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The Question can be Formally presented as follows;

How is the Numerical Model (CFD, Navier Stokes) of fluid dynamics for Vortexes at in it's limits?

At this Publication from 2013 at page 48 is said;

If the free surface is bent at the at the dimple, the complexity and the velocity gradient in the air core is growing fast. At this stage the actual limit is reached that numerical simulations can provide nowadays.

and continued at page 49;

An even more sophisticated step would be an adequate simulation of the air entrainment itself, which is still not possible.

QUESTION; Why it's still not possible?

There is many "exact solutions of NS-equations" for Vortexes; Ie. Burgers Vortex and Lamb-Oseen vortex

Basically Vortex has a clear construction, which can mainly be expressed mathematically very simply way. Ie Rankine Vortex An example of this construction is picture below; Vortex pattern

If you look the German-wiki from the "Lamb-Oseen vortex" you find this picture, I modified it to show the interes of my Question (green line).

Vortex velocity

I am interested about there true shape of this peak. How the numerical model's works at this peak compared to experiments. I think here lies the problem. It's clear that most of the Vortexes aren't like "Lamb-Oseen", but I doubt if they are abslutely like the "Rankine" either. So it's something like the "Burger". When i think the current calculation power, it sound not reasonable that the problem lies just on complexity, as there is even exact solutions available.

Few aspects;

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closed as unclear what you're asking by Kyle Kanos, Gert, user36790, John Rennie, ACuriousMind Dec 25 '15 at 13:23

Please clarify your specific problem or add additional details to highlight exactly what you need. As it's currently written, it’s hard to tell exactly what you're asking. See the How to Ask page for help clarifying this question. If this question can be reworded to fit the rules in the help center, please edit the question.

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    $\begingroup$ Why must it have an exact solution if it is commonly seen? $\endgroup$ – Kyle Kanos Dec 24 '15 at 18:07
  • $\begingroup$ @KyleKanos "easily reproducible" is not "commonly seen", most "exact solution" in the provided list are also easy to verify in the lab. I do found stuff like this; cfd-online.com/Forums/cfx/21544-free-surface-vortex-flow.html and paper's like ie. Tomoyoshi Okamura 2007 stating; "The calculated streamlines and Vortex core lines are not able to be used to predict the visible vortices with much accuracy." or this kind of videos; youtube.com/watch?v=lwtGJeebwg8 which seems to be very unrealistic; like the old films with wrong Reynolds number. $\endgroup$ – Jokela Dec 24 '15 at 18:11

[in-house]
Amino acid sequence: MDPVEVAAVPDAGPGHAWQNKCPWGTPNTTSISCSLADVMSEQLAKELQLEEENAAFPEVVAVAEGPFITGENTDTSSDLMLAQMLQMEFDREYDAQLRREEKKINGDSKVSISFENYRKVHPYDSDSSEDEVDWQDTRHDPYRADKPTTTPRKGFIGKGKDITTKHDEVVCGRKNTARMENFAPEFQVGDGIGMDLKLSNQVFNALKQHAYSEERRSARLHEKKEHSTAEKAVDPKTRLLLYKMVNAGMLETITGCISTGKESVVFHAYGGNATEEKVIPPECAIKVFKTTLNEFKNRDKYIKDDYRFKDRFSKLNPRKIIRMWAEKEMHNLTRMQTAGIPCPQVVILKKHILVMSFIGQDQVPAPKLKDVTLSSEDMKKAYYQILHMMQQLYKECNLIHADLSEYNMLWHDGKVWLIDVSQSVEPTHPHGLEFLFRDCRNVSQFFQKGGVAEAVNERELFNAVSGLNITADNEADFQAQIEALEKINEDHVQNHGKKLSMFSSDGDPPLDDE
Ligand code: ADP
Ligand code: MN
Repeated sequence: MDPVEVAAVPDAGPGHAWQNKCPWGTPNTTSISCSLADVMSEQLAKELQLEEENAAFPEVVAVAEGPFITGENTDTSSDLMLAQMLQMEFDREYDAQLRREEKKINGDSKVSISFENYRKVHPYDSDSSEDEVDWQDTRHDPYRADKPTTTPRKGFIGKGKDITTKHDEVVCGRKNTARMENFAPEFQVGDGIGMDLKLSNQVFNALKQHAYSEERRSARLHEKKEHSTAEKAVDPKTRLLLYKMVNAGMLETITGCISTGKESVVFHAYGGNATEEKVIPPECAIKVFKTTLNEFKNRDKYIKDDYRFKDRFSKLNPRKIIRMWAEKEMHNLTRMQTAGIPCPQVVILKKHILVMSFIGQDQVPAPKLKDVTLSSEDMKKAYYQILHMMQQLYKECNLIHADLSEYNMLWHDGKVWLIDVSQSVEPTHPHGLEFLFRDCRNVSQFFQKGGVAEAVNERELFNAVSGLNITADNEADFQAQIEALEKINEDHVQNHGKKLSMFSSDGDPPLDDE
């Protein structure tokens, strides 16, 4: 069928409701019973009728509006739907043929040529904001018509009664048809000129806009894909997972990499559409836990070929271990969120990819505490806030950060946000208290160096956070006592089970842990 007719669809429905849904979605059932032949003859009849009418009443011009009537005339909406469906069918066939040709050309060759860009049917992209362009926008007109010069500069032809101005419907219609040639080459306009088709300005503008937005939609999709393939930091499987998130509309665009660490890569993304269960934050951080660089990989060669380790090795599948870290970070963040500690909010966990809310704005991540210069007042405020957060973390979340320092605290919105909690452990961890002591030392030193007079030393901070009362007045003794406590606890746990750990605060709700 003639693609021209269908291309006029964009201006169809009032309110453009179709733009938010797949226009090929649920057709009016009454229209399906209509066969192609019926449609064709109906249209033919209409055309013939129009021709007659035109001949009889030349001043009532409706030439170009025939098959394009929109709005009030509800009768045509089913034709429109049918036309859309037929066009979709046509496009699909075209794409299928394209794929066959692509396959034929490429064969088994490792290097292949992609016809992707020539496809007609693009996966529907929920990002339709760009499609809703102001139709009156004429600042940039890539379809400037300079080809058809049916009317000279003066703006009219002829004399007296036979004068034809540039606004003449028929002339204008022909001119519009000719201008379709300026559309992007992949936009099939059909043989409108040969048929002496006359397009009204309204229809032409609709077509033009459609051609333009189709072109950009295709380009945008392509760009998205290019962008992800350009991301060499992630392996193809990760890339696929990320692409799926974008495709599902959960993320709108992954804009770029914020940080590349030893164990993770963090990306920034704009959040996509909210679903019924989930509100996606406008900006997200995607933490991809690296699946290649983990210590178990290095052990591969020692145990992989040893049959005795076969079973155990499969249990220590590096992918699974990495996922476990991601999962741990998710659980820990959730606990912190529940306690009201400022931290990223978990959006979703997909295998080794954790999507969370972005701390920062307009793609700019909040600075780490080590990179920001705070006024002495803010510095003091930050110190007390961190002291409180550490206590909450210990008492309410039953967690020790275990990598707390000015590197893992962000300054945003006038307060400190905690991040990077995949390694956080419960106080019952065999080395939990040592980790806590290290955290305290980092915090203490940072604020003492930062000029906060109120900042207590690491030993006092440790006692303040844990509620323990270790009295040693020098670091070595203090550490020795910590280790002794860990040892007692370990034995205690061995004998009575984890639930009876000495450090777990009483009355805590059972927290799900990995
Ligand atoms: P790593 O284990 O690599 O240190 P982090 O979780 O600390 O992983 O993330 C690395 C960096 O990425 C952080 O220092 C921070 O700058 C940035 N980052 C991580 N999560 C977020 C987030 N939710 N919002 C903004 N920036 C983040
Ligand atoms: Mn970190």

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    $\begingroup$ I'm not sure why "easily reproducible" is not equivalent to "commonly seen" (anyone who has tried draining a full sink will have seen it), but that's not really important. What is important is whether or not there are reproducible fluid dynamic experiments that don't have analytic solutions. If these exist, then your present thesis is unfounded. $\endgroup$ – Kyle Kanos Dec 24 '15 at 18:16
  • $\begingroup$ @KyleKanos Well, yes, if you start this with complete still stand, you don't have any analytic solution; it can rotate either way, or not at all. But if you give some initial rotation, you will always get an Vortex with air core. And I expect this vortex should have analytic solution. -But I see a flaw in my question; the start direction must be given, or othervice we are just throwing a dice. The point is that I am simply seeking a realistic CFD of an air core vortex. $\endgroup$ – Jokela Dec 24 '15 at 18:39
  • $\begingroup$ Well the NS equations do lead to the vorticity equations, so I'm not sure why you'd suspect that something that's been verified time and time again is somehow mistaken because you can't find someone who's created one particular simulation... $\endgroup$ – Kyle Kanos Dec 24 '15 at 19:46